Can different haemoglobin trajectories be distinguished in blood donors? Blood donors are prone to iron deficiency, as blood donation implies a loss of iron. In donors with sufficient iron stores this may not be problematic, however repeated donations could deplete iron stores and lead to anemia. Distinguishing between donors with different haemoglobin trajectories after repeated blood donations may help to select donors and tailor their donation intervals to prevent anemia.
Sanquin, the national blood service in the Netherlands uses guidelines regarding Haemoglobin (Hb) levels and donation intervals in order to maintain donor health. The minimum donation interval is 56 days, with a yearly maximum of 5 donations for men and 3 for women. However, recent and historical data suggest that individual donors may differ in their recovery from blood donation, and that a donation interval of 56 days may not be desirable for each individual donor. For some donors this interval might be too short, resulting in gradually declining Hb levels over time, which are currently not detected until the donor meets any of the deferral criteria (capillary Hb levels below 8.4 mmol/l for men, below 7.8 mmol/l for women, or 1.5 mmol/l below their previous Hb level). Deferrals can be demoralizing for donors and have a negative effect on donor return rates.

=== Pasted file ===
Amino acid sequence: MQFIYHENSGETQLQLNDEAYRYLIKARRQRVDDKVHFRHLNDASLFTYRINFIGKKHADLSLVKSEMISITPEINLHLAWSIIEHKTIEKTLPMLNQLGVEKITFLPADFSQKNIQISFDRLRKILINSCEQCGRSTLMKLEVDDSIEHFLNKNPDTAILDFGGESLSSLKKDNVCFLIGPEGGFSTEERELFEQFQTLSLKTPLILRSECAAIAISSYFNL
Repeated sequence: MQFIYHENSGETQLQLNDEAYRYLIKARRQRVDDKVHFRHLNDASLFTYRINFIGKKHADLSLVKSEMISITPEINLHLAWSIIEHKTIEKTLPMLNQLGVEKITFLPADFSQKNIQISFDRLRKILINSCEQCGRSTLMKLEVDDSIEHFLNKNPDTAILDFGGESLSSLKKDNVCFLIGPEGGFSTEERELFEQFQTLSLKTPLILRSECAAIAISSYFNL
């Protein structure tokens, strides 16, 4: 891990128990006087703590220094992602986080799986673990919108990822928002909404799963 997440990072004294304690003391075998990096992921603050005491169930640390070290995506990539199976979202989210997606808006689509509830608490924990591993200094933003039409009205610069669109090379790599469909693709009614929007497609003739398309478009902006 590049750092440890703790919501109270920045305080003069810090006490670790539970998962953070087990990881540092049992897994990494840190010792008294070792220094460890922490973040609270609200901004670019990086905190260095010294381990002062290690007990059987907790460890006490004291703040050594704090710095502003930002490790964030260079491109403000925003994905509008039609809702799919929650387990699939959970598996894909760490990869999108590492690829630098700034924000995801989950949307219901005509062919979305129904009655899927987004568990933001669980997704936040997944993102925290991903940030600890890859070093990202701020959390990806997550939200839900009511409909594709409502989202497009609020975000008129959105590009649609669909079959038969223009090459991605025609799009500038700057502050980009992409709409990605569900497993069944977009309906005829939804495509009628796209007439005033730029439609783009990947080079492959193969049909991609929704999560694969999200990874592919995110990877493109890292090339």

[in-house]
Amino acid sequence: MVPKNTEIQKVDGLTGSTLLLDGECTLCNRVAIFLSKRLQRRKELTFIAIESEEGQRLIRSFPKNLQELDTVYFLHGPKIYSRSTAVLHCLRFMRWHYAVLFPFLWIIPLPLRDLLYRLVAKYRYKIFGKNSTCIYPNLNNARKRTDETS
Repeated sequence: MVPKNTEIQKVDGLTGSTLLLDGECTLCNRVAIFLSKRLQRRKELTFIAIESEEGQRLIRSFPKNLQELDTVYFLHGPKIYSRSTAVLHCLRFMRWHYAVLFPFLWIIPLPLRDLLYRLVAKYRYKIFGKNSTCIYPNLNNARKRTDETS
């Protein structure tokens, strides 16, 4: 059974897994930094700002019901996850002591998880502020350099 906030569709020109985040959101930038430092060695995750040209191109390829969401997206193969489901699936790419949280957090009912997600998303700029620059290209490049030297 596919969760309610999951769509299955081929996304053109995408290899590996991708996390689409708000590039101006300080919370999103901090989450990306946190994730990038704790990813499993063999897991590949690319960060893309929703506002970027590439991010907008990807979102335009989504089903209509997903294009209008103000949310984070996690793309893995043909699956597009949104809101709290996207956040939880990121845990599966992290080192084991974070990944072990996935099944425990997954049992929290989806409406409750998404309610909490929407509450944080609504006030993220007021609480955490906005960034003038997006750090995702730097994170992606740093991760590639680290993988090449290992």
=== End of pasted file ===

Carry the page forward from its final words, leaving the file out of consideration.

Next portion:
Distinguishing between donors with different Hb trajectories after repeated blood donations may help to select donors and tailor their donation intervals to prevent anemia and donor deferral. Therefore, we investigated whether different Hb trajectories can be distinguished in blood donors. Furthermore, we determined whether the type of trajectory was associated with the probability of deferral due to low Hb levels. Finally, we aimed to predict the type of Hb trajectory of a newly registered blood donor.
Latent class growth analyses, stratified by sex, were applied to 5,388 donors (1,902 men) who registered as new donor after 2004 and participated in Donor InSight I and/or II. Four groups of donors were identified for both, men and women. Stable Hb trajectories were found among 14% of men and 15% of women, while declining Hb trajectories after successive blood donations were observed in the remaining groups of donors. Donor deferrals differed strongly between the groups, with donors in groups with a relatively low initial Hb level being deferred more frequently than donors in the other groups. Last, initial Hb levels and age can predict Hb trajectory.
These findings are of high importance for identification of donors who could benefit from tailored donation intervals in order to prevent iron deficiency and donor deferrals. For example, donors with a declining Hb trajectory could be recommended to prolong their donation interval.
This study was supported by Sanquin Blood Supply. The full article can be found at http://onlinelibrary.wiley.com/doi/10.1111/trf.13066/abstract.